Experts in the field of bariatric and metabolic surgery have recently released new guidelines, which recommend weight-loss surgery for a wider range of patients. These guidelines expand patient eligibility and endorse metabolic surgery for patients with type 2 diabetes who have a body mass index (BMI) of 30 or more. BMI is a measure of body fat that takes into account a person's height and weight, and it's one of several important screening criteria for surgery.
The American Society for Metabolic and Bariatric Surgery (ASMBS) and the International Federation for the Surgery of Obesity and Metabolic Disorders (IFSO) developed these new guidelines to replace the 1991 consensus statement developed by the National Institutes of Health (NIH), which was outdated and no longer reflected best practices for weight-loss surgery. Bariatric surgery was confined to patients with a BMI of at least 40 or a BMI of 35 or more and at least one obesity-related condition such as hypertension or heart disease.
The new guidelines recommend metabolic and bariatric surgery for individuals with a BMI of 35 or more, regardless of the presence or severity of obesity-related conditions, and suggest considering it for people with a BMI of 30-34.9 and metabolic disease. Additionally, the guidelines suggest that appropriately selected children and adolescents may be eligible for surgery. The experts also recommend considering weight-loss surgery for people who do not achieve substantial or durable weight loss or obesity disease-related improvement using nonsurgical methods, even without metabolic disease.
The ASMBS/IFSO Guidelines also suggest that obesity definitions using standard BMI thresholds be adjusted by population and that Asian individuals consider weight-loss surgery beginning at BMI 27.5.
The new guidelines emphasize the safety and effectiveness of modern-day weight-loss surgery, stating that it is the most effective evidence-based treatment for obesity across all BMI classes. Studies have demonstrated that metabolic and bariatric surgery produces superior weight loss outcomes compared with non-operative treatments. Moreover, multiple studies have shown significant improvement of metabolic disease and a decrease in overall mortality after surgery. The experts also noted that older surgical operations have been replaced with safer and more effective operations. Currently, two laparoscopic procedures, sleeve gastrectomy and Roux-en-Y Gastric Bypass (RYGB), account for about 90% of all operations performed worldwide.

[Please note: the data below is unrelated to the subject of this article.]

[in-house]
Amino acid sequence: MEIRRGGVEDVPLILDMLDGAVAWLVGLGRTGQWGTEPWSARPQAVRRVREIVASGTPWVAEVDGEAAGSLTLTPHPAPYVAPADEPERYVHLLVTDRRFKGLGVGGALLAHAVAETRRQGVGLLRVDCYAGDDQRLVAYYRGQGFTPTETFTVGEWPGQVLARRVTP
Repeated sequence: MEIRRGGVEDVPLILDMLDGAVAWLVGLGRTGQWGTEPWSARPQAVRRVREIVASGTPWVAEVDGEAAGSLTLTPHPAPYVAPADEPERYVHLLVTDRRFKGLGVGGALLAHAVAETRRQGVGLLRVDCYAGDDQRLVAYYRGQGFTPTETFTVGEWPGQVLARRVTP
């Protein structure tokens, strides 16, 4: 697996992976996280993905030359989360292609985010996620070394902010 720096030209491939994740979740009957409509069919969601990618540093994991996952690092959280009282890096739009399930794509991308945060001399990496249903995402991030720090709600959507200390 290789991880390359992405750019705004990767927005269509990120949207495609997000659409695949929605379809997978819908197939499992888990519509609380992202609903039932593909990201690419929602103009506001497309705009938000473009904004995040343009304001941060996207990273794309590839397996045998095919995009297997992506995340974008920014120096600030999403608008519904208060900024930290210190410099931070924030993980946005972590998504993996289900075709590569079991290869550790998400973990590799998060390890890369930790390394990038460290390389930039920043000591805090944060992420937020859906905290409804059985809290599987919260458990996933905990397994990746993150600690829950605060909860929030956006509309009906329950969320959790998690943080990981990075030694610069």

The ASMBS/IFSO Guidelines are an important update that should change how obesity is treated. Overly restrictive guidelines from 1991 have contributed to the limited use of this safe and effective treatment, even though more than 650 million adults had obesity in 2016, which is about 13% of the world’s adult population. In the U.S, more than 42% of Americans have obesity, which is the highest rate ever.
The ASMBS/IFSO Guidelines are not the only recommendations that call for the expanded use of metabolic surgery. In 2016, 45 professional societies, including the American Diabetes Association (ADA), issued a joint statement that metabolic surgery should be considered for patients with type 2 diabetes and a BMI of 30.0–34.9 if hyperglycemia is inadequately controlled despite optimal treatment with either oral or injectable medications. This recommendation is also included in the ADA’s “Standards of Medical Care in Diabetes – 2022.”
The ASMBS/IFSO Guidelines are a necessary and welcome update that reflects the latest research in the field of bariatric and metabolic surgery. It is crucial that insurers, policy makers, healthcare providers, and patients take these guidelines seriously to ensure that the barriers and outdated thinking preventing access to this safe and effective treatment are removed.
For more information on this, check out This Article on the ASMBS website.